Even the Hubble Space Telescope’s backup computer malfunctions

The Hubble Space Telescope orbiting the Earth. NASA

NASA has been trying to figure out what’s wrong with the Hubble Space Telescope for about two weeks, but the mystery has only just deepened.

Launched into orbit in 1990, the Hubble telescope is the most powerful space telescope in the world. Take pictures of star births and deaths, discover new moons around Pluto, and track two interstellar objects as they slither through our solar system. Hubble’s observations have allowed astronomers to calculate the age and expansion of the universe and observe galaxies that formed shortly after the Big Bang.

But the observatory orbiting the Earth did not do any scientific work for 12 days. The computer carrying the payload of the telescope – a machine from the 1980s that controls and monitors all of the spacecraft’s scientific instruments – suddenly stopped working on June 13.

Since then, the NASA Hubble team has been working on troubleshooting. But the team found that even if they couldn’t fix the computer, they could still switch to the Hubble payload’s backup computer.

But this week, NASA found that the backup computer was also down. So now he’s looking for a new explanation for Hubble’s mysterious problems.

NASA’s Hubble landed in a rabbit hole full of insects

During the Hubble Space Telescope’s first maintenance mission, astronauts fitted an array of specialized lenses to correct a defect in the main mirror. NASA

NASA first tried – to no avail – to restart the payload computer. Next, the team turned their attention to the degraded memory module as it was logging errors. The Hubble team thought this might be the root of the problem, but they weren’t so lucky either. The memory module and one of its three backup copies will not work. This indicates that the source of the problem was more than the source.

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The team began running diagnostic tests on other parts of the payload computer this week. They also decided to turn on the payload backup computer, which hasn’t turned on since astronauts installed it on the telescope in 2009. But the new computer showed the same errors, on the same hardware, as the original one.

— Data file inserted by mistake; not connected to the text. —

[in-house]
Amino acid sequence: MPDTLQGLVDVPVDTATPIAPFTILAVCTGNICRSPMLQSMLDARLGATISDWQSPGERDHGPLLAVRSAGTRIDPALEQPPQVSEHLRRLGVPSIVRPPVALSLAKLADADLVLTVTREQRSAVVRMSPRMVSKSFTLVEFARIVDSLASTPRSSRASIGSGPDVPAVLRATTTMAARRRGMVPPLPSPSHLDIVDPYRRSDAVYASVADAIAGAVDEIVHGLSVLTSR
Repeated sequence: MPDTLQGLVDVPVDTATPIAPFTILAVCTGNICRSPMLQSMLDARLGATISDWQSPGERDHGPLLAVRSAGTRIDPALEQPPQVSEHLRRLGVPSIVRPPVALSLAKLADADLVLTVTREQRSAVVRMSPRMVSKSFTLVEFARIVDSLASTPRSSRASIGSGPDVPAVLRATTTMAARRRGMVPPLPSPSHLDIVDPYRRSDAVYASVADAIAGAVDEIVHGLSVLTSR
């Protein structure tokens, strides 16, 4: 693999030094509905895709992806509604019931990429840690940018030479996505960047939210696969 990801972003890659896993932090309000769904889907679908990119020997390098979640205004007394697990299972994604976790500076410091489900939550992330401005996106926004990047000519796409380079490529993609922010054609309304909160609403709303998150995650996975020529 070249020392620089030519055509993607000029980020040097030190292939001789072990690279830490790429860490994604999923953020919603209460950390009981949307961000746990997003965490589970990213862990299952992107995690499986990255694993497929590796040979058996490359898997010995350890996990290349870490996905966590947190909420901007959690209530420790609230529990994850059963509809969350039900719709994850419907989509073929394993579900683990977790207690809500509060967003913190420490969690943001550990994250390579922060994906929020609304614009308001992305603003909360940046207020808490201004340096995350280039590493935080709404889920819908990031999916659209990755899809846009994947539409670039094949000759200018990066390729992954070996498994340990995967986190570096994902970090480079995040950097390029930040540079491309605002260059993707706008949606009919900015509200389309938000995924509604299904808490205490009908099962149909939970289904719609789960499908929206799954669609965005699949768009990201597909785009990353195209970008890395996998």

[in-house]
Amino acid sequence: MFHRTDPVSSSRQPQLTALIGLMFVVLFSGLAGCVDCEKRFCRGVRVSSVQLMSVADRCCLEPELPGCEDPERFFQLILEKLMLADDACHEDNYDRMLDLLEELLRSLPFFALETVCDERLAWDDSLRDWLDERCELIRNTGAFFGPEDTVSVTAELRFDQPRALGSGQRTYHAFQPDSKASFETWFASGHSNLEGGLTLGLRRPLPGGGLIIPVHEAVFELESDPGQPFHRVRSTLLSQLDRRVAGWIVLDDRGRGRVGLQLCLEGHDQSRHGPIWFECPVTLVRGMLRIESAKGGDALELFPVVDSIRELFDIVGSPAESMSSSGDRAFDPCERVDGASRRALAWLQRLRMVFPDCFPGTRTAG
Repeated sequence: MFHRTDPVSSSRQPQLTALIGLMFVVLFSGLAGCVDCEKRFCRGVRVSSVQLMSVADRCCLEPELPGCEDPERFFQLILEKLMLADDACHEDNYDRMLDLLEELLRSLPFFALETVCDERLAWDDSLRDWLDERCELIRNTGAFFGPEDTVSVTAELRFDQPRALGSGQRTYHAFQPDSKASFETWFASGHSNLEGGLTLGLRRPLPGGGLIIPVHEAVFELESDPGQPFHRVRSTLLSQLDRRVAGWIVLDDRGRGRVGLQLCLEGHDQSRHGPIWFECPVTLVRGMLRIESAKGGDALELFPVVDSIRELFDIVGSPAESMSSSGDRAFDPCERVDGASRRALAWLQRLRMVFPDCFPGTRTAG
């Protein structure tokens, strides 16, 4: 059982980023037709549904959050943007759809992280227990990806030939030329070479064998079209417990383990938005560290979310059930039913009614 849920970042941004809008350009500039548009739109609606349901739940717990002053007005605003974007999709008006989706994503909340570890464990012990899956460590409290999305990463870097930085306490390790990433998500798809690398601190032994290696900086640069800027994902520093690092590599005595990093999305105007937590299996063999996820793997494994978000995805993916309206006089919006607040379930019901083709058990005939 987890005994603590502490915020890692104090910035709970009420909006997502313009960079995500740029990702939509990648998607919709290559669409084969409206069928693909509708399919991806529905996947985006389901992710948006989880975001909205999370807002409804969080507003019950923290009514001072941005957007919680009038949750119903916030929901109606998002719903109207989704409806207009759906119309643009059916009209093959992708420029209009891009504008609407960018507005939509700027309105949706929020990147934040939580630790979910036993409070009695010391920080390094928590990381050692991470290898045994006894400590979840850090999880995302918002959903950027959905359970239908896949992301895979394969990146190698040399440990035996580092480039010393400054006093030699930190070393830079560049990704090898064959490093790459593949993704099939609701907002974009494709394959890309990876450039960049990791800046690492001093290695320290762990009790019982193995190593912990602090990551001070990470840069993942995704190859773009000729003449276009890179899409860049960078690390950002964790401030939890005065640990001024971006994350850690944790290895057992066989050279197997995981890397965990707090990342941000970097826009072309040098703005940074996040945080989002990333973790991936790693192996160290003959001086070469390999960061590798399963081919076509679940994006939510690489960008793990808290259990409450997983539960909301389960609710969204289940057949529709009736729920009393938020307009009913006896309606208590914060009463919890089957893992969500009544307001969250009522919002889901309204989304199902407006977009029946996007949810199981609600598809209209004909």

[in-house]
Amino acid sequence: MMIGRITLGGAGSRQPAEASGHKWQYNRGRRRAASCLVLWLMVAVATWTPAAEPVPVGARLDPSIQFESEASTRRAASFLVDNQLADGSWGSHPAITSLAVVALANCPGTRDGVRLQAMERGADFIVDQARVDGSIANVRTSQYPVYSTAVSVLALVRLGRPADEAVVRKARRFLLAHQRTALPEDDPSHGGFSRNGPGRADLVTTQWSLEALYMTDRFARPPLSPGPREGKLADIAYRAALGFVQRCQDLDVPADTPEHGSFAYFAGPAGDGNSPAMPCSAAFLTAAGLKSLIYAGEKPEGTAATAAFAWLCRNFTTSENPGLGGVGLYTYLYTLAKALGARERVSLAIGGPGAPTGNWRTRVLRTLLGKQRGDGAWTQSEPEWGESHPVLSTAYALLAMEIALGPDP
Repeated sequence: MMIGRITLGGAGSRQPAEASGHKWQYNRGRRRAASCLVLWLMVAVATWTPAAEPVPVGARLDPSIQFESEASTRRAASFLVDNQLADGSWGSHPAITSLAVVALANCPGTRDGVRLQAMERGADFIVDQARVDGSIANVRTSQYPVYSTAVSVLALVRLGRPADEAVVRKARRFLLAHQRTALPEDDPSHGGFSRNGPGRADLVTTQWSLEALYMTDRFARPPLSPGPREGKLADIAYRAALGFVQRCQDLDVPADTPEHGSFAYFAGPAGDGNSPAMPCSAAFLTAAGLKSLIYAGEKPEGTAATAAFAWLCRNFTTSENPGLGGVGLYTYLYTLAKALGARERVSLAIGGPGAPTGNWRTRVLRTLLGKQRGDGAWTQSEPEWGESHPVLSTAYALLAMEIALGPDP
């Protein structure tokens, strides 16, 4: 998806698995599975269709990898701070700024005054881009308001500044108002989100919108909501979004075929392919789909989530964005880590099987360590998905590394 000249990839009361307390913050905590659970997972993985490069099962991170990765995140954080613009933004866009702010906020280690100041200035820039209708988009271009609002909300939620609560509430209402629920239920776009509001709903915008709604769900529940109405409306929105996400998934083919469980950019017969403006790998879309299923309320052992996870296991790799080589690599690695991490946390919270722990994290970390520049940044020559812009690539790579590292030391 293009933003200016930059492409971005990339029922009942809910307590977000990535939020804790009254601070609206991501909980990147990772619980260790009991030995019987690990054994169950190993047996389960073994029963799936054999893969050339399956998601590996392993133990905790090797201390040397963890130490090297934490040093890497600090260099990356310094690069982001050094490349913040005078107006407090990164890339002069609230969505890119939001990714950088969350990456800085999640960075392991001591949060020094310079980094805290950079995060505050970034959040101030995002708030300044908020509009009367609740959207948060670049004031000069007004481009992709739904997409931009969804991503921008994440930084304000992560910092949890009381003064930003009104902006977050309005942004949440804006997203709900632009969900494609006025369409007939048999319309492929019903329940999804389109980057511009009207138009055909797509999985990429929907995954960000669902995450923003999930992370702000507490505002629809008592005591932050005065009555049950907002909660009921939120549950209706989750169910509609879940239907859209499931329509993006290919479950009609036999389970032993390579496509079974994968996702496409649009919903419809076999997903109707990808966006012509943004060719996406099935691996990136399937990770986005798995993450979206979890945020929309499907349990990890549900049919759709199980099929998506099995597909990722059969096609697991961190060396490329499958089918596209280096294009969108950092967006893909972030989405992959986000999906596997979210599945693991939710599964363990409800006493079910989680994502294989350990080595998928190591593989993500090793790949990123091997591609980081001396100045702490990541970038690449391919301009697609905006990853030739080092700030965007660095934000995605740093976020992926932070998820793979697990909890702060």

This indicates that the payload computer may not be the problem after all. Maybe another system, always upstream.

“Since it is unlikely that all individual hardware components will have a problem, the team now considers other hardware as the likely culprit,” NASA said in a report. Blog update Friday.

The Hubble Space Telescope hovers at the boundary of Earth and space in this image, taken after the second Hubble Service mission in 1997. NASA

The Hubble team now believes that the culprit could be a unit that helps send commands to the telescope’s scientific instruments and prepare data from those instruments for sending back to Earth. This unit is called the Data Science Coordinator/Leadership Unit (CU/SDF).

NASA said the problem may be caused by a faulty power regulator. If the regulator is sending the wrong voltages to the Hubble devices, this could explain common problems.

The agency update says that NASA plans to continue evaluating other parts of the telescope over the next week. If a CU/SDF or power regulator appears to be the cause of the problem, the team considers moving to their own parts. (Hubble has so many backups that NASA no longer has any spacecraft that can carry astronauts to replace damaged parts.)

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Although Hubble is 31 years old, he has done more scientific work than ever in recent years. NASA hopes the telescope will continue to operate into the 1920s.

“Hubble is one of NASA’s most important missions in astrophysics. It has been in operation for more than 31 years and NASA hopes to continue for many more years,” a NASA spokesperson said. He told Insider earlier this week. “In terms of Hubble’s value to the scientific community, it is still the most powerful telescope available, so age is not a decision factor.”

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Frank Mccarthy

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